“There is no humanity in destroying grassroots attempts to support an already deprived health system suffocated by occupation.”
Palestinians living near the epicenter of the coronavirus pandemic in the occupied West Bank are without a badly-needed testing and quarantine center following the Israeli government’s demolition of a building that was meant to give relief to overwhelmed hospitals.
The Israeli Civil Administration demolished the building, being constructed on land belonging to Palestinian Hebron resident Hazem Maswada, on Tuesday, claiming the structure was being erected illegally without a permit. The building was set to open to the public next week.
The demolition came as Hebron recorded the most coronavirus cases in the West Bank. The Palestinian Health Ministry said Wednesday that there were 154 new cases in Hebron district the day the building was destroyed, including 60 in the city itself.
Hospitals in Hebron are filled to capacity, the Middle East Eye reported Tuesday.
“The cruelty of the occupation knows no bounds,” tweeted Palestinian rights advocacy group If Not Now.
The Israeli government demolished a Palestinian coronavirus testing center for the crime of… not having a permit.
The cruelty of the occupation knows no bounds and it's on all of us to materially oppose it.https://t.co/oK41vTOykL
— IfNotNow? (@IfNotNowOrg) July 21, 2020
According to Haaretz, the Palestinian Health Ministry was involved in the decision to build the coronavirus center, and Maswada donated his land to the city of Hebron temporarily to help the community during the Covid-19 pandemic.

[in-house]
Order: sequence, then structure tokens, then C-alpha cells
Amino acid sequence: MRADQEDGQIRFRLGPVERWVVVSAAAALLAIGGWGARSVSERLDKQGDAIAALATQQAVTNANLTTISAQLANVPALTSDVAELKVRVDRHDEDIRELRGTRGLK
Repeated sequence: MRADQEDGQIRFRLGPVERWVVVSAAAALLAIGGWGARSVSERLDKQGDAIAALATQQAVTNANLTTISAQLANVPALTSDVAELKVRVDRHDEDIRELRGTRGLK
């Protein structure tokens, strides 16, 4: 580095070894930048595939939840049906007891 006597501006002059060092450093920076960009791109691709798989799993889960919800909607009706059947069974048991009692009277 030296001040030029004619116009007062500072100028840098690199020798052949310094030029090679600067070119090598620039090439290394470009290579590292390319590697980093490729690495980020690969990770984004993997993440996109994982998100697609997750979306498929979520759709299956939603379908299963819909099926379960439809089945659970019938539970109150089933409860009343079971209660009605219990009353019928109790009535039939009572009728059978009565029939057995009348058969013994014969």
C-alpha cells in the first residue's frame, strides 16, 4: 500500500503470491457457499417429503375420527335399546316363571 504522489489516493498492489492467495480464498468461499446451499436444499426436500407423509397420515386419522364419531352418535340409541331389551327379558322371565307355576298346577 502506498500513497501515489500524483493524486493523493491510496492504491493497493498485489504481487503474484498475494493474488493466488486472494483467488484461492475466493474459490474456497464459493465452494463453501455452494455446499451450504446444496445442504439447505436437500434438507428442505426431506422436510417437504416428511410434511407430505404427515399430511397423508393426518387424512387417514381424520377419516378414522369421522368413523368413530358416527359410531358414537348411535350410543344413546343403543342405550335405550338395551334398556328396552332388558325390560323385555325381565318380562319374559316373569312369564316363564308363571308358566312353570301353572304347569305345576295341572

The Maswada family told the Middle East Eye that the project cost them about $250,000 and that they built the center in memory of their grandfather, who died of Covid-19.
Construction began three months ago, and the family did not apply for a permit from the Israeli government; Israel controls the area in which Hebron lies, known as Area C, where Palestinians are rarely granted building permits.
“If we applied for a permit, we would not have gotten it,” Maswada told the Middle East Eye. “We thought maybe during Covid-19, there would be some exceptions.”
Maswada told the Civil Administration that the building was to be used for testing and quarantine measures after officials issued a demolition order on July 12, but to no avail.
The administration used an order reserved for new construction, which can be carried out within 96 hours, making appeals nearly impossible.
Israel’s assault on Palestinians’ ability to fight the pandemic is “nothing new,” tweeted Daniel Lubin, an organizer with the British anti-occupation group Na’amod.
In March, the Civil Administration confiscated tents that were meant to form a field clinic and emergency housing in the West Bank during the pandemic.
“There is no humanity in destroying grassroots attempts to support an already deprived health system suffocated by occupation,” tweeted Lubin.
In recent months, Israel has drawn international condemnation by preparing to annex 30 percent of the West Bank, leading Palestinian leaders to end all coordination with Israeli officials.
The deterioration in relations between Israel and Palestine in recent weeks has hampered the region’s ability to combat the pandemic, the United Nations said Wednesday.
“Israel in general makes the process for Palestinians to fight this virus more difficult,” Farid al-Atrash, a human rights lawyer in Hebron, told the Middle East Eye. “Since the [Palestinian Authority] stopped coordination with Israel, the Israelis have been using all different means to put pressure on the PA to reinstate coordination. They will do everything to make our lives as hard as possible here.”